Thank you for supporting the 2017 Peace Patron Dinner

We look forward to seeing you in 2018 

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THE PEACE PATRON DINNER

Under the Patronage of the BMO Financial Group

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With thanks to our in-kind sponsors:

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For more information about Mayor Nenshi, click here for the Press Release

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Peace Patron Dinner 2016

On May 18th, 2016, at our annual Peace Patron Dinner, we paid tribute to an outstanding Canadian, the Hon Senator Murray Sinclair, as an Honorary Peace Patron in recognition of his exemplary life’s work in promoting peace and reconciliation. According to Justice Sinclair, “reconciliation is not an Aboriginal problem; it is a Canadian one.” The evening was also a celebration of Canada and the exceptional young Canadians that work with the Mosaic Institute to build a stronger Canada and a more peaceful world.

View the 2016 Peace Patron Dinner photo gallery here.

The Peace Patron Dinner was a sold-out evening attended by nearly 500 guests. Presentations included Elder Fred Kelly, who opened the event with a Traditional Protocol and Spiritual Dish Ceremony, a video greeting from the Rt. Hon. Justin Trudeau, Prime Minister of Canada, addresses by Vahan Kololian, Founding Chair of the Mosaic Institute, Bernie M. Farber, its Executive Director and his Worship, Mayor John Tory. The evening culminated in a moving speech by Senator Sinclair, where he challenged all the attendees to look inside themselves with his truthful reflections on Canada’s historical treatment of Indigenous peoples. Senator Sinclair elaborated upon the true nature of reconciliation with his own unique brand of humility, which he explained as a continual process of forgiveness and understanding on a daily basis. One of the most powerful moments of the evening was Senator Sinclair calling on survivors of the residential school system and their descendants to stand and be identified by the audience. Among others, Elder Fred Kelly, Phil Fontaine, Roberta Jamieson, Dr. Cindy Blackstock along with over 20 Chiefs of First Nations and dozens of young Indigenous community leaders stood. Through his profoundly humanistic appeals, Senator Sinclair indicated that each and every one of us can make Canada a better country when we treat others different than us with respect, and strive to understand each other’s unique story and place in the world. Tribute - SS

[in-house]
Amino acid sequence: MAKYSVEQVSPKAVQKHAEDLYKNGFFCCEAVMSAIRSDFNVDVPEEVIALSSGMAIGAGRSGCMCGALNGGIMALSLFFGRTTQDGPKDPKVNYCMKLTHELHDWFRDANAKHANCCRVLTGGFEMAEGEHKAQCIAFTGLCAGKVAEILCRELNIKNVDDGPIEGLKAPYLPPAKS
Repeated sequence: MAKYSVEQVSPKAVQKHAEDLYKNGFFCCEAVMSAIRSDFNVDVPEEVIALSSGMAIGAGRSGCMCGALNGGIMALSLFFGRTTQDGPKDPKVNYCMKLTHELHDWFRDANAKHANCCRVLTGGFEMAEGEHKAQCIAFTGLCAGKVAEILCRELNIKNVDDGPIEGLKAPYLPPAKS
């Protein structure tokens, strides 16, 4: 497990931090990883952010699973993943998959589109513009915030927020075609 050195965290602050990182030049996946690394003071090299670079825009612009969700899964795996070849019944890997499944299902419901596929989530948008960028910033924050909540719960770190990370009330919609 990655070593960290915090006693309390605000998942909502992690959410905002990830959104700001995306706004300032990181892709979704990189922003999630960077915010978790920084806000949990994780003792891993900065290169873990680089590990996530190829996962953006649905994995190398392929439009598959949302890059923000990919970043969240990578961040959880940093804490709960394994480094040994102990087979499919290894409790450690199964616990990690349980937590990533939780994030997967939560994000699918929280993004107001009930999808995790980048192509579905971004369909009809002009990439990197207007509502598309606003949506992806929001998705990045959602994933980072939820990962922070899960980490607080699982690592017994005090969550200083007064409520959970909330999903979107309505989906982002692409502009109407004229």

Peace Patron Dinner 2015

On May 12, 2015, the Mosaic Institute hosted its first-ever Peace Patron Dinner. The event, held at the Toronto Region Board of Trade, was held in honour of The Honourable Louise Arbour, who was named the Mosaic Institute’s 2015 Peace Patron. The Peace Patron Dinner was a sold out event that attracted more than 300 people and raised almost $200,000 to support the work of the Mosaic Institute.

In selecting Madam Arbour as this year’s Peace Patron Award recipient, the Mosaic Institute chose to honour one of Canada’s most accomplished and respected “global citizens”. Whether working as a jurist, an academic, a senior UN official, or a human rights defender, the through-line of Madam Arbour’s career has been her quintessentially Canadian commitment to promoting equality, resolving conflict, strengthening democracy, and upholding the rule of law, both in Canada and across the globe. Her unrelenting willingness to do the right thing in the interest of peace – despite obstacles, critics, or fatigue – is an inspiration to all Canadians, and, in particular, to the generation of young Canadians involved in the work of the Mosaic Institute who will soon follow in her footsteps.

Madam Arbour’s remarks highlighted the pivotal role of civil society in promoting peace and justice around the world. She discussed the importance of creating societies based on respect for the rule of law that both uphold civil liberties and balance security concerns with an unwavering commitment to generating social and human development. Madam Arbour praised the work of the Mosaic Institute in creating opportunities for members of diaspora communities in Canada to build trust and work together with their fellow Canadians with connections to different sides of overseas conflicts, pointing out that understanding our perceived adversary’s point of view is fundamental for the construction of peace.

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